Habitat & Species
Aquatic habitat and species in the Great Slave sub-basin are undergoing moderate change. Unhealthy fish with physical deformities and softer flesh and mass fish die-offs have been observed by many Indigenous communities. Populations of some fish species are declining, such as grayling (Thymallus arcticus) and suckers (Catostomus spp.) in the Mackenzie River, and inconnu (coney; Stenodus leucichthys) stocks near Yellowknife. Mercury and arsenic contamination affect fish populations in certain waterbodies near historical mine sites; however, in most places scientific data show that fish are safe to eat. Indigenous communities have reported new fish species rarely or never seen in the sub-basin, such as inconnu (coney) near Lutselk’e and salmon near Yellowknife. Documented scientific or Indigenous Knowledge observations of changes in wetland cover and riparian forests in the sub-basin are limited. However, some Indigenous communities have observed changes in wetland-dependent animal populations, particularly more variability in beaver (Castor canadensis) populations and a continued decline in muskrat (Ondatra zibethicus) abundance.
The following table summarizes the availability of information for each Habitat and Species indicator.
Signs and Signals
Indigenous Knowledge Information and Data
Indigenous Knowledge Availability1
Science Information and Data
Science Data Availability2
Oral histories and local observations of fish abundance, timing and distribution, species diversity and fish health condition. Local observations about changes in timing of local fishing activity and yield.
Many observations from several locations.
Fish (including salmon, suckers, pickerels, burbot) abundance, timing and distribution, species diversity and fish health condition.
Oral histories and stories of wetland and forest (and other habitat / land use) Local observations and oral histories of number, location and total area of wetlands
Some observations from few locations.
Number, location and total area of wetlands. Species diversity in wetlands where available.
Limited information on wetland cover and no information on change over time.
Local observations and oral histories of riparian forests
No information found.
Number, location, total area of riparian forests areas. Species diversity of riparian forests where available.
Data only available for Alberta portion of Slave River watershed.
1 Qualifiers for the availability of local and Indigenous Knowledge observations in publicly available sources: Limited = 1-2 observations; Some = 3-4 observations; Many = 5 or more observations
2 Qualifiers for the availability of science data in publicly available sources: Low = Individual studies or locations; Many = Network of monitoring stations across the basin
Declines in fish populations and fish health condition have been observed by Indigenous communities in some areas in the Great Slave sub-basin. Contaminant levels in fish are safe for consumption according to scientific data, except in specific water bodies that are affected by historical mining impacts.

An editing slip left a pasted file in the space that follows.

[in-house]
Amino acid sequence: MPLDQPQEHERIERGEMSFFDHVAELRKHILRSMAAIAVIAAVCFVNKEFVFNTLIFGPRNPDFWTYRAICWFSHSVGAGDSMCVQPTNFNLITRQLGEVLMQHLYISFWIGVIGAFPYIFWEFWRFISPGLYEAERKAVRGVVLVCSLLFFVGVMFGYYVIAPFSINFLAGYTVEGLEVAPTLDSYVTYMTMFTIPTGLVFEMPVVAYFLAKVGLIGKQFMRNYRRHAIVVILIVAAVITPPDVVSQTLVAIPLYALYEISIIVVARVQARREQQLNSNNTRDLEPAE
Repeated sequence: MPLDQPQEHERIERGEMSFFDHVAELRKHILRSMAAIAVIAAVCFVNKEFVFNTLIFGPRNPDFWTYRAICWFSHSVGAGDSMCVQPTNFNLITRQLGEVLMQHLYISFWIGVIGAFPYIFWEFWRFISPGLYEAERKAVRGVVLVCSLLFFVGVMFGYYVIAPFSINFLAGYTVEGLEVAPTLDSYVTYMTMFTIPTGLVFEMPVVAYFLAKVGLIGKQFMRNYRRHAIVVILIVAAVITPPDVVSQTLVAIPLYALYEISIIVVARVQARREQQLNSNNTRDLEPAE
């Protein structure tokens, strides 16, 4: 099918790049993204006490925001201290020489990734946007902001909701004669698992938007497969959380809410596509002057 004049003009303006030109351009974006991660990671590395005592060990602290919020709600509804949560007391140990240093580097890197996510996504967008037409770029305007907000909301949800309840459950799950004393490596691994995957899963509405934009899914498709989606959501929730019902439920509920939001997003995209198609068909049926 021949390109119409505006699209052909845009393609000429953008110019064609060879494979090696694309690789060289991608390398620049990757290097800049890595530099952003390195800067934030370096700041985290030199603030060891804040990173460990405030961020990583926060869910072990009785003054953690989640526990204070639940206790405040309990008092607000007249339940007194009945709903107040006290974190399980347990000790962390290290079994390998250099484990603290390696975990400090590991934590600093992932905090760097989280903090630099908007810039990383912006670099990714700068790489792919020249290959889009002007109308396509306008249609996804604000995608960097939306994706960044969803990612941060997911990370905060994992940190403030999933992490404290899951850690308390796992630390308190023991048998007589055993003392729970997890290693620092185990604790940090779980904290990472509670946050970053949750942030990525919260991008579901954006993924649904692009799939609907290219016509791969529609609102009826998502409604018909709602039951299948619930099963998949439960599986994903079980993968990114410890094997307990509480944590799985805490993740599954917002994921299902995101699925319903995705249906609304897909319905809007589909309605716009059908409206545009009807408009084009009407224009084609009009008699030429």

Akaitcho fishers also report a decline in coney stocks around Yellowknife, in areas where they used to fish. Declines in stocks of grayling (Thymallus thymallus) and suckers have been noted by members of the Dehcho First Nations, particularly in the Mackenzie River. A recent study showed a 70% decrease in Number of fish Per Unit Effort (NPUE: individuals/1000 m2/net set) and Biomass Per Unit Effort (BPUE: Kg/1000 m2/net set) over time in several areas of Great Slave Lake, which may point to a decline in fish populations.
The commercial fishery in the Northwest Territories is relatively small: ca. 1000 t/yr for the entire territory and Great Slave Lake accounts for roughly 90% of that. Significant commercial fishing on Great Slave Lake began in the mid-20th century but annual production has been in decline since the 1960s due to overharvesting and dwindling fish harvester participation. By the 1960s, lake trout (Salvelinus namaycush) harvest had collapsed due to overexploitation. Initially, lake trout was the main focus, although lake whitefish was also harvested. The lake trout population is currently still being managed through catch limits. There was no indication of a decline in lake whitefish stock status among management areas. However, information gaps and uncertainties in the assessment were identified. Inconnu had also declined as bycatch of whitefish harvest and as of 2012 was assessed as being in the “Critical Zone” of the Precautionary Approach model framework based on CPUE of mature female Inconnu. This means that the fish stock has been severely reduced, that stock management is focused on conservation and recovery and that fish harvest is limited to an absolute minimum.
Wetlands & Riparian Forests
Riparian areas in the Alberta portion of the Slave River watershed are intact, but information on the remainder of the sub-basin as well as changes over time in wetlands and riparian forests in the Great Slave sub-basin is limited. Indigenous communities have observed changes in wetland-dependent wildlife species, including beaver and muskrat.
Health & Wellbeing